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Still Driving

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Still Driving

My recent post DRiVE Me Crazy!, sparked a dialogue in the blogosphere and in particular, blogger Lisa (www.managementcraft.com) and I continued to trade thoughts.

Here is her last entry:

[Lisa] I believe in good, healthy, debate about things of importance like these, and I thank Aubrey Daniels for taking the time to share his thoughts on Management Craft. In his comment, he asked: "When you have a manager who for decades has never told one employee that he liked, valued or appreciated her work, how do you get him to the point of showing "admiration, gratitude, and care?"

[Lisa] This is a common problem, for sure. I would first ask, what is the root cause of the problem? On what basis is this manager deciding what to do, what to communicate, and how to manage? Often what I see is that the only training this manager has received has reinforced the wrong things (paternal practices, a focus on extrinsics, and that people are essentially machines - although it is usually phrased less directly) and that what needs to happen so that the manager can improve is a shift in his or her thinking about how to best manage people. Well intended structure with forms and check sheets will only reinforce the old and inadequate beliefs that underlie a detached management style.

Aubrey also asserts that he thinks we need to give managers pretty specific guidance. I wonder if he is suggesting that I think managers ought to be taught abstract and broad concepts and not trained on the specifics of what great management looks like. Actually, Aubrey, you and I agree that specifics are important. I think that the specifics we each recommend would be quite different, however (as related to motivation).

Also, I think that we know more about motivation - scientifically - than Daniels seems to believe.


My response [Aubrey] In response to the question, "How do you get him (a manager who has never told one person that he liked, valued or appreciated their work) to the point of showing "admiration, gratitude, and care?" , you state, "I would first ask, what is the root cause of the problem?" My question to you is what if he told you that he never felt loved by his parents, that he studied engineering because he didn’t really like people and would rather work alone but because he was an excellent engineer he was promoted to supervise an engineering function?

What would all that information about his past do to help you get him to the point where he was sensitive to the effort and accomplishments of those who worked with him and for him? Would his history change what you would do? Frankly there are a lot of opinions about whether a cognitive or behavioral approach would solve the problem, but few who have these opinions have ever had the task of actually helping such a person make those changes.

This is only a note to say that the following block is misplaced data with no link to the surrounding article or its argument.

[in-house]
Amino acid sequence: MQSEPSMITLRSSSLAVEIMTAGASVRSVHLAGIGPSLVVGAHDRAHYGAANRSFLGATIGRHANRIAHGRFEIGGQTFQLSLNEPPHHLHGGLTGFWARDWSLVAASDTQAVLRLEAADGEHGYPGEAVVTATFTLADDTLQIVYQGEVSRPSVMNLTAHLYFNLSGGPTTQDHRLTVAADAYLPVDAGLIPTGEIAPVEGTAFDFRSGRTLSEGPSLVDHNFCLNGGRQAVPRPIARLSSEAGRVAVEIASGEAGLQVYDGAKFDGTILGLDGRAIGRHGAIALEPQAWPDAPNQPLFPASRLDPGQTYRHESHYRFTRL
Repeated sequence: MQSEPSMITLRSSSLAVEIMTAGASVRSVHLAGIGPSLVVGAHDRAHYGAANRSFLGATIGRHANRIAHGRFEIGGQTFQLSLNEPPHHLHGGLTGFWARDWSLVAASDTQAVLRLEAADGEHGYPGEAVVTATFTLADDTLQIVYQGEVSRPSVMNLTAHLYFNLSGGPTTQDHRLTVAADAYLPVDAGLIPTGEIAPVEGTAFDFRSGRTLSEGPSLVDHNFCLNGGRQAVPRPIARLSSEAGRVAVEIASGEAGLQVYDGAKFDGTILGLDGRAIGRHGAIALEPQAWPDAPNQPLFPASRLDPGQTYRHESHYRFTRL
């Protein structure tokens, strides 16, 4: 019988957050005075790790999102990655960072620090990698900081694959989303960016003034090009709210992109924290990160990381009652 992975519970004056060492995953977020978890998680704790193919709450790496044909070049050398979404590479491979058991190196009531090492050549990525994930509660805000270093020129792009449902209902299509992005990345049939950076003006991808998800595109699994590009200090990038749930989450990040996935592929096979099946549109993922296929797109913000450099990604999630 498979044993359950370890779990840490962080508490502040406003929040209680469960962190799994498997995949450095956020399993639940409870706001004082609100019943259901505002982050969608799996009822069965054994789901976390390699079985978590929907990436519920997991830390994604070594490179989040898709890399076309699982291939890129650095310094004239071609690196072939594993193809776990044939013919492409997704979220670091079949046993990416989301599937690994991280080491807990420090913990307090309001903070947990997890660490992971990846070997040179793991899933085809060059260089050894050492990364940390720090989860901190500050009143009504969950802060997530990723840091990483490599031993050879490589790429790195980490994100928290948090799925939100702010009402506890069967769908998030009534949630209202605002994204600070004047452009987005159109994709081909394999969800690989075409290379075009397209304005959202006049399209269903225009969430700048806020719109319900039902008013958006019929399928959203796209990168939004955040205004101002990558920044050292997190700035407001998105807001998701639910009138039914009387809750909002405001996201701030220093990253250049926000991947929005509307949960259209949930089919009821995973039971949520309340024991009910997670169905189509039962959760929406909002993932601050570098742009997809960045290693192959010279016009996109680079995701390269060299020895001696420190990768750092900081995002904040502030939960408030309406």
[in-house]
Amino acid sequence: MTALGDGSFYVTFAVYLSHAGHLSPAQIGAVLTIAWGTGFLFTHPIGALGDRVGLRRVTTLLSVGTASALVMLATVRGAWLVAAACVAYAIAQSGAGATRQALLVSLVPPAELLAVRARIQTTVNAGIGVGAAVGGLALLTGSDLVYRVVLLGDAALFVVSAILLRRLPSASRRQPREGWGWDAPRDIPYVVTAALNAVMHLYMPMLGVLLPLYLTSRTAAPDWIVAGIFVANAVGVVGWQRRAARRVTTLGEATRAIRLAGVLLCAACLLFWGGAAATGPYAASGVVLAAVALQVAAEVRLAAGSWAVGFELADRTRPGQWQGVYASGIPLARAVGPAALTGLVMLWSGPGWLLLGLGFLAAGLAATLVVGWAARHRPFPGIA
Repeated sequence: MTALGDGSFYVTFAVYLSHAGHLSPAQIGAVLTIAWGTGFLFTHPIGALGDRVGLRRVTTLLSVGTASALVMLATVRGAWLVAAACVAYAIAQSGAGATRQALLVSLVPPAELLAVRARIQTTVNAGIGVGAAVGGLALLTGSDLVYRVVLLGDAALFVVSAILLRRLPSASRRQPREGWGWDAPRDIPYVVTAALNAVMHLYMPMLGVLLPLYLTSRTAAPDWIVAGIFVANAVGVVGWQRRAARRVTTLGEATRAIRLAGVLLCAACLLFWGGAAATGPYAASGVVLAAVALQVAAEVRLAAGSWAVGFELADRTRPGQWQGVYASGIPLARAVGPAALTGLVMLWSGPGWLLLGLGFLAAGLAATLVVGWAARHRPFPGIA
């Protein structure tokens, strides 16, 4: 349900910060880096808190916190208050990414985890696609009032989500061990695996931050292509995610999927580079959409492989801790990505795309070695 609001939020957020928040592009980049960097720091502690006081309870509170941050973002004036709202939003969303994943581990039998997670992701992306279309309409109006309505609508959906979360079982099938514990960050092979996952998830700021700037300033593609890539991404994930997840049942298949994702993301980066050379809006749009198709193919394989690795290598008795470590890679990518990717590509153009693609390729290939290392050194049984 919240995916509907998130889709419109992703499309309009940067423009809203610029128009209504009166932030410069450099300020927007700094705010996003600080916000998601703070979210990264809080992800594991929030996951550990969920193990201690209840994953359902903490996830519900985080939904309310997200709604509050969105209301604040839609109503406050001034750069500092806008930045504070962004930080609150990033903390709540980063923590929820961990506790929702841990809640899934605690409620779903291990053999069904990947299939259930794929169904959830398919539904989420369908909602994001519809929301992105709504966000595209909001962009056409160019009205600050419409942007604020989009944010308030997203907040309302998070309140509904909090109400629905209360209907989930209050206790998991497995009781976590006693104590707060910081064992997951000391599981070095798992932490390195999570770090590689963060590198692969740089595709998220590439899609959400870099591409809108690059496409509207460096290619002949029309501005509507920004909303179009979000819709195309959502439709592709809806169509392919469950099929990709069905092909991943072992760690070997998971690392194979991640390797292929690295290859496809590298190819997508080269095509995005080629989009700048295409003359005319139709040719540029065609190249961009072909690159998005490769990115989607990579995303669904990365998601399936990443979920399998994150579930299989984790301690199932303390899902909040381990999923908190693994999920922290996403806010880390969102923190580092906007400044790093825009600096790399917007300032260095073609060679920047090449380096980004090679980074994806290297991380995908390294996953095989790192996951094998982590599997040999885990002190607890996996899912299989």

Over the last 40 years we have worked with literally thousands of managers who had that problem and been successful in helping these people achieve what others who knew them – before and after – called a "personality transformation" and all without invading their privacy or personal history. I am not suggesting that what you would do would not be effective, but as the scientist would ask, "Which of the two was most efficient?" As a student of science, you understand parsimony. If two steps would solve the problem, why would we need three, assuming equal outcomes. Only science can reveal the answer. On another point you say. "…what needs to happen so that the manager can improve is a shift in his or her thinking about how to best manage people." I would not argue that point except to ask, how do you do that? How do you get people to shift their thinking? Do you tell them, persuade them, and convince them? I can tell you that these attempts are at best inefficient and there is much scientific evidence to support it. A shift in thinking seems to follow a shift in consequences – not the other way around. You say, "Well intended structure with forms and check sheets will only reinforce the old and inadequate beliefs that underlie a detached management style." I don’t know the research behind this statement. I do know that although forms and check sheets don’t change behavior, they can be used as a way to shape behavior from a "detached management style" to one that is involved and empowering. You say that, "We know more about motivation - scientifically - than Daniels seems to believe." I don’t know who "We" is but if you mean that there is more that science has learned than I know, you are correct. I spend some of every day trying to catch up with what science knows, but after 74 years I am beginning to think I never will. In the end Science doesn’t care what I believe. It is what it is. I only hope to know more of what is real.

My concern remains. Too many popular writers present ideas as though they are scientifically supported when they are not. Because it is difficult for most people to tell which are and which are not, they take action that produces unintended and often negative consequences.


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Posted by Aubrey Daniels, Ph.D.

Aubrey is a thought leader and expert on management, leadership, safety and workplace issues. For the past 40 years, he has been dedicated to helping people and organizations apply the laws of human behavior to optimize performance.

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